As much as Kiwis love a good-looking coffee with beautiful latte art or a nicely placed mini-jug of cream to the side of a long black, what they really want is exceptional taste and quality. A smoothness and consistency they can indulge in, keep on coming back for, and tell the world about. Additionally, in this increasingly earth-conscious world, consumers like to know that their $5 is contributing to the maintenance of sustainable, fair business models.
The quality of your coffee roaster is the biggest aspect that will keep your customers coming back for more (on par with customer service), so it’s important to choose an exceptional partner when it comes to roasting and sourcing wholesale beans.
Some would argue that opting to work with the unknown, niche brands can be a great way to stand out and build a business, but in the coffee industry, this might not always be the best option and could mean you’d need to spend more time in marketing and building your own and your customers’ knowledge of the brand. People generally prefer familiarity and certainty the coffee roaster brand can be trusted for taste, consistency, and quality. So, when sourcing a wholesaler and/or roaster, look for a brand that people can recognise, connect with, or will most likely have heard of. Opting for local brands specific to your region can be a huge bonus, too, depending on your target market. For example, if you get tourists through your doors quite often, having an NZ-roaster will be of great marketing benefit.
Know what’s happening elsewhere
Within your market research, you should take the time to sample coffee in nearby coffee shops and take note of the brands you like and dislike. See if you can source customer feedback, too. You’ll be able to find reviews online and see how popular different brands are. If you find that you like one or two particular brands, it might be worth jumping on their bandwagon – but at the same time, consider how well your business will do within the proximity of other coffee shops selling the same coffee.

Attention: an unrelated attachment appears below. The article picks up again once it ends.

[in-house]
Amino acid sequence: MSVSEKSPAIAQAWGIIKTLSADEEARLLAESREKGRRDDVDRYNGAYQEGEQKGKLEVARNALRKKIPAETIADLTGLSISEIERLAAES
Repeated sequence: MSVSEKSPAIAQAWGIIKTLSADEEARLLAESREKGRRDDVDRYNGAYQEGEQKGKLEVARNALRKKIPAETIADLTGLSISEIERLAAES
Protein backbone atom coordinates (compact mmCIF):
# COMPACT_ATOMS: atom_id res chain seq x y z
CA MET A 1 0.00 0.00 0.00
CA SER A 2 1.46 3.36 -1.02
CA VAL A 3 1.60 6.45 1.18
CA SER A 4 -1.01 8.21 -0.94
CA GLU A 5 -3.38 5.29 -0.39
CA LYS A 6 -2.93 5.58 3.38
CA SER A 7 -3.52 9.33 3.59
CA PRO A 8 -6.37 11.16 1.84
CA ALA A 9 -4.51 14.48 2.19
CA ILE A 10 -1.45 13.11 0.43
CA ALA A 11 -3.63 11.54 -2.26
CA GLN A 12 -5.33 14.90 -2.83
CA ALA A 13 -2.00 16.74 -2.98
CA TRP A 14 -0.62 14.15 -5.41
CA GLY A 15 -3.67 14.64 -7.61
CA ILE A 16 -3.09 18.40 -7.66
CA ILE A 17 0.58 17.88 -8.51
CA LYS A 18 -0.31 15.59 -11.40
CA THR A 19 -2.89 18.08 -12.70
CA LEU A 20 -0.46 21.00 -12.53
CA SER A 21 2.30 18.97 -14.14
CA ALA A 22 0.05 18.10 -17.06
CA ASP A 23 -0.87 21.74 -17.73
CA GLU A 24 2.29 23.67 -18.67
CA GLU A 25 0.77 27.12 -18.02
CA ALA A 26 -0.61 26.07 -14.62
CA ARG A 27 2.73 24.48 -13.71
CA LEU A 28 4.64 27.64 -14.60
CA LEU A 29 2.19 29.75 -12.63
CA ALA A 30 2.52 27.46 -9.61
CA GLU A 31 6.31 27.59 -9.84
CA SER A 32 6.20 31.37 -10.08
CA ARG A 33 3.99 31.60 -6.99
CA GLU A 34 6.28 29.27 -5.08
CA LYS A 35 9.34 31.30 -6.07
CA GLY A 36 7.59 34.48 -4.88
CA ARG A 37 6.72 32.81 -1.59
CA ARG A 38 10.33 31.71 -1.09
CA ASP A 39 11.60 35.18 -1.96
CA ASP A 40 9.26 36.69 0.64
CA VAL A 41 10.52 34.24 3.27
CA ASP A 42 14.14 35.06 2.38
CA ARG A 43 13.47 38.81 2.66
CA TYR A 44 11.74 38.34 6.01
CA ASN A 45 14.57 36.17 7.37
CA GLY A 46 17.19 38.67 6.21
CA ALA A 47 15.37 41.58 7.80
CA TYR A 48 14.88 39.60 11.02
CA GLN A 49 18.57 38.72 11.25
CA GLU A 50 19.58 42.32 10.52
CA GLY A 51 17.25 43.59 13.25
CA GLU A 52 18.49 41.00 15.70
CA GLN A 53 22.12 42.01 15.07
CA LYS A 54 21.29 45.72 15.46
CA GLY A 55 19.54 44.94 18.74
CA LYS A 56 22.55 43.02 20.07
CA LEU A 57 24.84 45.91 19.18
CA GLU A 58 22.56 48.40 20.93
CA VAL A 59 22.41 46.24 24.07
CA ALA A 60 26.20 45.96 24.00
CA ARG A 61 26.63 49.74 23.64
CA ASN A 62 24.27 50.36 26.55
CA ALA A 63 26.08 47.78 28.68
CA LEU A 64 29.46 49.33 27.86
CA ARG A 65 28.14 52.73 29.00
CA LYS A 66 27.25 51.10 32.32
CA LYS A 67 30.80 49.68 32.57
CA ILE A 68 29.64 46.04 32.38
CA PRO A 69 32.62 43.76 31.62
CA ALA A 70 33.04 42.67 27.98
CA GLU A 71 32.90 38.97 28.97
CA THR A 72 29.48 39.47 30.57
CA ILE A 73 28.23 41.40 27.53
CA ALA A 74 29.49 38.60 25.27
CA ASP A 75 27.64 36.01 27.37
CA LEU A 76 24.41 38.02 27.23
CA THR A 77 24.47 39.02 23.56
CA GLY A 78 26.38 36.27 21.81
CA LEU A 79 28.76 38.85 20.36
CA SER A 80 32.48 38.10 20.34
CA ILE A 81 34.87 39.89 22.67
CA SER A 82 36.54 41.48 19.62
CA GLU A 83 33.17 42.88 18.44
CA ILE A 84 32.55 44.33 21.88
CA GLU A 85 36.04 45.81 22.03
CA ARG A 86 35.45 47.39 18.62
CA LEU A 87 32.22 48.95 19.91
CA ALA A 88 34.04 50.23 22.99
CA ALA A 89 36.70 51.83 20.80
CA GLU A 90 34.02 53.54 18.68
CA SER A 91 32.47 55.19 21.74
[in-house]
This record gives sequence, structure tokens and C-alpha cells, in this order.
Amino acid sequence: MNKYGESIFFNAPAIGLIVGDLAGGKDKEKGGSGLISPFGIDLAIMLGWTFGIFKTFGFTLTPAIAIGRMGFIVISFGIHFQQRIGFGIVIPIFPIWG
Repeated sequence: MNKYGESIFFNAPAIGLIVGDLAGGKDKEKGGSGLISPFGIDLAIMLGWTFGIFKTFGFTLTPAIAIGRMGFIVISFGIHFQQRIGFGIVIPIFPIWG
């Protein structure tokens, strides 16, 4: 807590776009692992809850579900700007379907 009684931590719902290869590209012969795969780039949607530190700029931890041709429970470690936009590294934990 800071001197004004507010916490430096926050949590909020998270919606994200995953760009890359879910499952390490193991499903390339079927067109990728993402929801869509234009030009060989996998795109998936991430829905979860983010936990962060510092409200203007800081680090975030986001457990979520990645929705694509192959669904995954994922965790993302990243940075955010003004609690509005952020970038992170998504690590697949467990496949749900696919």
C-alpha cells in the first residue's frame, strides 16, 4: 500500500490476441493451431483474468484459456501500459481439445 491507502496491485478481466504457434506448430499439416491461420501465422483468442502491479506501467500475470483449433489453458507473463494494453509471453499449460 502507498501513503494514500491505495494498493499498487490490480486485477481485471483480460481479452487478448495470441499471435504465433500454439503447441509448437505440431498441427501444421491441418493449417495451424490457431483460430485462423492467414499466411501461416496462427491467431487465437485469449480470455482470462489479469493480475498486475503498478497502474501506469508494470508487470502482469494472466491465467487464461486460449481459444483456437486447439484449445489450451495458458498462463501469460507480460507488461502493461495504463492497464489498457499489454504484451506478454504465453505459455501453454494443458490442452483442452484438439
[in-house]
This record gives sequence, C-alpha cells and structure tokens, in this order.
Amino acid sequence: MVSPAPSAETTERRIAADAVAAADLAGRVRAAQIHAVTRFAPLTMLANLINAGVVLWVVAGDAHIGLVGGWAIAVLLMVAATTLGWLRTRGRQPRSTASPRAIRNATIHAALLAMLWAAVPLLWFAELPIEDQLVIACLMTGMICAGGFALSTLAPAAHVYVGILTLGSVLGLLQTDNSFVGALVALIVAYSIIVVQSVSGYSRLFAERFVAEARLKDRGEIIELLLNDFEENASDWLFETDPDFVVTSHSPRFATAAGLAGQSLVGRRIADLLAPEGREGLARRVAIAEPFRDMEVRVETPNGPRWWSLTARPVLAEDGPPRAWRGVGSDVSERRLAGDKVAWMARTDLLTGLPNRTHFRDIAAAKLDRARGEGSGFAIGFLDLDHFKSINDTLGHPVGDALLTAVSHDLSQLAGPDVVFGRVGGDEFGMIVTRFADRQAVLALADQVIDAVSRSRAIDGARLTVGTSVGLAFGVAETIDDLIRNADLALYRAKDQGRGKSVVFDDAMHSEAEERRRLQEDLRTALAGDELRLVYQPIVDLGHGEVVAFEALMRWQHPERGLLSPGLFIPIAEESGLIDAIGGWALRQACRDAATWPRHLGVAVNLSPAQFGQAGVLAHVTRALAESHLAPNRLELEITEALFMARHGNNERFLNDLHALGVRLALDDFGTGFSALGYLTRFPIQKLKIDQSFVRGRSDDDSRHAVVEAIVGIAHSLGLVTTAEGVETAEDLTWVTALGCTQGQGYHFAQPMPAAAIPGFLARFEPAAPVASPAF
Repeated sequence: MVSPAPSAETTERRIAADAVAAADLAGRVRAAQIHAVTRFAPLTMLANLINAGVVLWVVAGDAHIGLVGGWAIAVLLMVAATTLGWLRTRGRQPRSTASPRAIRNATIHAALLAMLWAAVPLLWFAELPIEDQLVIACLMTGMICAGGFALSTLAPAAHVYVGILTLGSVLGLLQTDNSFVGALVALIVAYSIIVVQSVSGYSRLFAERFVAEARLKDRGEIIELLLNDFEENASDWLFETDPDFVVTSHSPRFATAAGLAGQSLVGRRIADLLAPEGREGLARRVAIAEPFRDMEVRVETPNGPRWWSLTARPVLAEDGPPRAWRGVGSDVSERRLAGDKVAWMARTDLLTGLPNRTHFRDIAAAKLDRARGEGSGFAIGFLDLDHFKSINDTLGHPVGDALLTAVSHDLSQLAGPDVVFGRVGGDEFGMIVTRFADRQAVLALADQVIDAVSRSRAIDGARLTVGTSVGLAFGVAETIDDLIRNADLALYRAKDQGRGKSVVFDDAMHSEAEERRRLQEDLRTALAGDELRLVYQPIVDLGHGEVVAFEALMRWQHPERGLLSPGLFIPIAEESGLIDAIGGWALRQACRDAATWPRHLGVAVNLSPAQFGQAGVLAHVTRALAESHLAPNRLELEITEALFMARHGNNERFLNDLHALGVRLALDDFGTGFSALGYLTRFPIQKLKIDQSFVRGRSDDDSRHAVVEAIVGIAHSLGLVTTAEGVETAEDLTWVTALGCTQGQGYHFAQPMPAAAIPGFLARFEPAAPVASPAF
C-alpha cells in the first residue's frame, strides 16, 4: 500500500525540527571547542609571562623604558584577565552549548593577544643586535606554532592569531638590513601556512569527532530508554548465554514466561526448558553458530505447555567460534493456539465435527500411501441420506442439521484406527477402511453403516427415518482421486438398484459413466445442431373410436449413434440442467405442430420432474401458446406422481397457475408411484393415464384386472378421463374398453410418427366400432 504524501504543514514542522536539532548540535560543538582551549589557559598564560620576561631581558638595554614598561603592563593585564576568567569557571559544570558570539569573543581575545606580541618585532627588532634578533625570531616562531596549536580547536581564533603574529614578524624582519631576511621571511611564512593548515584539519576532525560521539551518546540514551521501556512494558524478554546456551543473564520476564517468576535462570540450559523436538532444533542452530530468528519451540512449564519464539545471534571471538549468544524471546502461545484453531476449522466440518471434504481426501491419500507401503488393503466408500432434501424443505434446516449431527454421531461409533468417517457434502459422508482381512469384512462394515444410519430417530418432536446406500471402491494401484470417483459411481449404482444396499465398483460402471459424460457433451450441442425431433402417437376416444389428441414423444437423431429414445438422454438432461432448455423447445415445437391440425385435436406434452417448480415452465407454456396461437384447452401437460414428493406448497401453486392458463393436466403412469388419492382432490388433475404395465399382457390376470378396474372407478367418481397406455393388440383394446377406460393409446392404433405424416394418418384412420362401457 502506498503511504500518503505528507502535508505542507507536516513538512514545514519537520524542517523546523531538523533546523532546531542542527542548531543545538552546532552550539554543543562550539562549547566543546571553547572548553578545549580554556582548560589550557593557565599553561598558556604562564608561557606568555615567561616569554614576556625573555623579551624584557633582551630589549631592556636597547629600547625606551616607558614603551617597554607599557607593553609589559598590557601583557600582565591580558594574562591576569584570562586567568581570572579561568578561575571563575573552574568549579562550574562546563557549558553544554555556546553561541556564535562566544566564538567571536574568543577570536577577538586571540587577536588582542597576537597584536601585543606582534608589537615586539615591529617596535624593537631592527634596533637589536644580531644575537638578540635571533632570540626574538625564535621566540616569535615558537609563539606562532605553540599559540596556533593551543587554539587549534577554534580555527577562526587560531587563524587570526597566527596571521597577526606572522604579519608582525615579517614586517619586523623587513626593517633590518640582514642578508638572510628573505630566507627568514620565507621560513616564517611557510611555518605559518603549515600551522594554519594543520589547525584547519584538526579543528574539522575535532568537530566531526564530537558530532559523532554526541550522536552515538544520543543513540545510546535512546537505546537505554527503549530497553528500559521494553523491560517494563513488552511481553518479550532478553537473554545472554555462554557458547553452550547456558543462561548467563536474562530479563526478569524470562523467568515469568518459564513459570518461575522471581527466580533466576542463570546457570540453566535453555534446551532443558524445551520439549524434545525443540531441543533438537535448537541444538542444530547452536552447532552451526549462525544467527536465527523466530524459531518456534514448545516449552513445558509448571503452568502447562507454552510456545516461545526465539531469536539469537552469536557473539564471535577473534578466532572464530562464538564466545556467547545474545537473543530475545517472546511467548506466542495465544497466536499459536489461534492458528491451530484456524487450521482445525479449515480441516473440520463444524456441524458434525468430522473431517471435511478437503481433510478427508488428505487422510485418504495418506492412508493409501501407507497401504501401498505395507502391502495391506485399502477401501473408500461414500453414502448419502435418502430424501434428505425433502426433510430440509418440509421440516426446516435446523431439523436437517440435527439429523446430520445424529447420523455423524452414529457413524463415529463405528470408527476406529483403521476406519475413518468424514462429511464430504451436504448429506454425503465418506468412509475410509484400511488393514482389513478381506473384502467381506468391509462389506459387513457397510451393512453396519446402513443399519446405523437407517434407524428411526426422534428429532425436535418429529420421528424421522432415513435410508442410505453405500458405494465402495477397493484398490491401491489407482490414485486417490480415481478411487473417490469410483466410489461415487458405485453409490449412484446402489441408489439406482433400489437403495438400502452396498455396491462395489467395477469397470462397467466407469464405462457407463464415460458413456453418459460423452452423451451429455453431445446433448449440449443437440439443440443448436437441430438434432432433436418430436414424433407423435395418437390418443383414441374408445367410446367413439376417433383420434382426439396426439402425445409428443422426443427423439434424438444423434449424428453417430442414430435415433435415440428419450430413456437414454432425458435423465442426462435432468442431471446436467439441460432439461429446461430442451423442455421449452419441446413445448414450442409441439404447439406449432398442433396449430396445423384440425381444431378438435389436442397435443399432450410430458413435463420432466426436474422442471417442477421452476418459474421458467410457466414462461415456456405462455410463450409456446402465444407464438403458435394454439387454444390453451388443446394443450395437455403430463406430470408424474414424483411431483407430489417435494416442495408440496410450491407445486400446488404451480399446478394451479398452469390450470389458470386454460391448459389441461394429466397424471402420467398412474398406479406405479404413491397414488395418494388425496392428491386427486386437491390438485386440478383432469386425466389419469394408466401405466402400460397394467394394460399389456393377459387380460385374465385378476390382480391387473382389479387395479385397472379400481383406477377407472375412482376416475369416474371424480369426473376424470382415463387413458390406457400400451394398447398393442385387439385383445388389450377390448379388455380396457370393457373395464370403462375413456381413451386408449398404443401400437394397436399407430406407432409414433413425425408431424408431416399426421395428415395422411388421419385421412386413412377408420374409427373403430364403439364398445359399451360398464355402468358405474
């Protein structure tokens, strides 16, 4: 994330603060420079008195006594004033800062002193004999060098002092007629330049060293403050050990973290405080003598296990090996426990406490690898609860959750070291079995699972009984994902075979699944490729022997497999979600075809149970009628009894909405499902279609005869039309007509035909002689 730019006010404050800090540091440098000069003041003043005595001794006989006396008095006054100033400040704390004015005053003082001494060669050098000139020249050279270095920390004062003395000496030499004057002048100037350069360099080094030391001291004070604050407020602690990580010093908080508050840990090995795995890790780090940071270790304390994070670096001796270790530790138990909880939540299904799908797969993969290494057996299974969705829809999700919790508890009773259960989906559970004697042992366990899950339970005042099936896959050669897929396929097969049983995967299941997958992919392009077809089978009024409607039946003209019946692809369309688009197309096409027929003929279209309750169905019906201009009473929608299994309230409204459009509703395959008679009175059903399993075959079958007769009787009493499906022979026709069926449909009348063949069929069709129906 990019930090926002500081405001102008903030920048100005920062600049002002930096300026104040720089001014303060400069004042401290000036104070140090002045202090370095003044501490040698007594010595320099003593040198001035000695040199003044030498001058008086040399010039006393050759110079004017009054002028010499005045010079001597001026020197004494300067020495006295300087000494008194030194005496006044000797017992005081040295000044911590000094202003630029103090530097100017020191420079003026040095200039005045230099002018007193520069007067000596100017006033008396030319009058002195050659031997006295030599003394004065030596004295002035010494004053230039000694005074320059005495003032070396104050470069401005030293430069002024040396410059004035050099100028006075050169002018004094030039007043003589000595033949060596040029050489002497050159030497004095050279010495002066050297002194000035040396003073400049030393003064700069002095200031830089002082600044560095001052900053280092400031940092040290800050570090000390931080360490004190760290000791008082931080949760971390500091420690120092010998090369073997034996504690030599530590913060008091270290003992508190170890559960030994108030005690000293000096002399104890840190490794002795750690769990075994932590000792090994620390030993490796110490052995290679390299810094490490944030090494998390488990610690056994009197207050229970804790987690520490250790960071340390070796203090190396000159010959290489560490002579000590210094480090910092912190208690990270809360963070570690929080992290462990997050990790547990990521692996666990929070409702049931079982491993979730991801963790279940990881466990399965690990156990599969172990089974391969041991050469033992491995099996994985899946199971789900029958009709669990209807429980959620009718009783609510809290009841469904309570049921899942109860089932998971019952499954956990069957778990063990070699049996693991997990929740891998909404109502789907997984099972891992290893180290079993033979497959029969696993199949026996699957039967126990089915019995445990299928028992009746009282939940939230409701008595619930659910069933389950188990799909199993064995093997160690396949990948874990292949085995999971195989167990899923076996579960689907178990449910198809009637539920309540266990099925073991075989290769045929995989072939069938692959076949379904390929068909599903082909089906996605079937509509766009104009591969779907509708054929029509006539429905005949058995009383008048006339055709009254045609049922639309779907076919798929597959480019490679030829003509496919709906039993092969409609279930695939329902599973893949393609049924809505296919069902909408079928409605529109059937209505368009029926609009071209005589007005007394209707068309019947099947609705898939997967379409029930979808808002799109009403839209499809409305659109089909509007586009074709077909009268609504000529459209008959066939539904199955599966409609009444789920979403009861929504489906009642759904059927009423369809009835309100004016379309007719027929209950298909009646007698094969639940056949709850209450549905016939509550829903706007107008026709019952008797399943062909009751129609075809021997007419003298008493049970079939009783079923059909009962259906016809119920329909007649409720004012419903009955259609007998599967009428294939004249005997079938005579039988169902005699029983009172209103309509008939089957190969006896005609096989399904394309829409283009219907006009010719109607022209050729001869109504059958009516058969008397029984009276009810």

Sampling and shortlists
Once you’ve made some decisions regarding particular coffee roaster brands you’ve seen elsewhere, make contact with suppliers and book in a coffee tasting. Coffee quality can only really be judged when you try it and make a call on what you think. Taste, taste, taste! Make some shortlists! You can’t sell something you don’t believe in. We’ve got some NZ champion tasters at Roma!
Love your coffee beans
As much as it might seem like an additional thing to worry about, as a coffee provider, you need to care about where your coffee beans come from and find a way to connect with their backstory. Consumers often feel much more willing to spend their money when they know they’re getting a product that isn’t exploiting people across the globe. Know your stuff – this will make your customers feel much more inclined to come back to you!
Value working relationships
Like with any working environment, you need to get along with and be on the same wavelength as your business partner in the coffee industry. If you feel stressed every time you meet up with them or don’t think they’ll be great communicators further down the track, you’re setting yourself up for a ripple effect of issues once you sign a contract with them. Think carefully about who you want to go into partnership with, and make sure you are transparent from the beginning about what you’re looking for. At the end of the day, if there are issues with your coffee supplies, you’ll rapidly lose not only your customers but their faith in your sustainability.
Consistency & seasonal differences
There’s nothing worse than having an amazing cup of coffee one day, then going back a second time to be left really disappointed. It’s enough to stop you from going back a third time because you wouldn’t want to risk spending money on something that might be terrible. When researching wholesalers and roasters, it’s important to ask them if there can be seasonality issues with their coffee – for example, single blend coffees might just be available at particular times of the year due to growing conditions in the regions where they are cultivated. If you’re aware of these things in the early days, you can take steps to avoid ‘bad coffee’ mishaps throughout the year. Another thing to consider is making sure you’re never short of coffee, so do scout out delivery options and time frames.
Before you jump into the most convenient partnership with any old coffee roaster brand for your business, step back and make sure you’ve mapped out your goals for your business, understood the importance of brand knowledge and good relationships, and let this guide your decision making. If people wanted a standard cup of coffee, they’d stay home and make it themselves. Your coffee is your biggest investment and choosing where it comes from and how it is treated will, therefore, be one of your biggest decisions.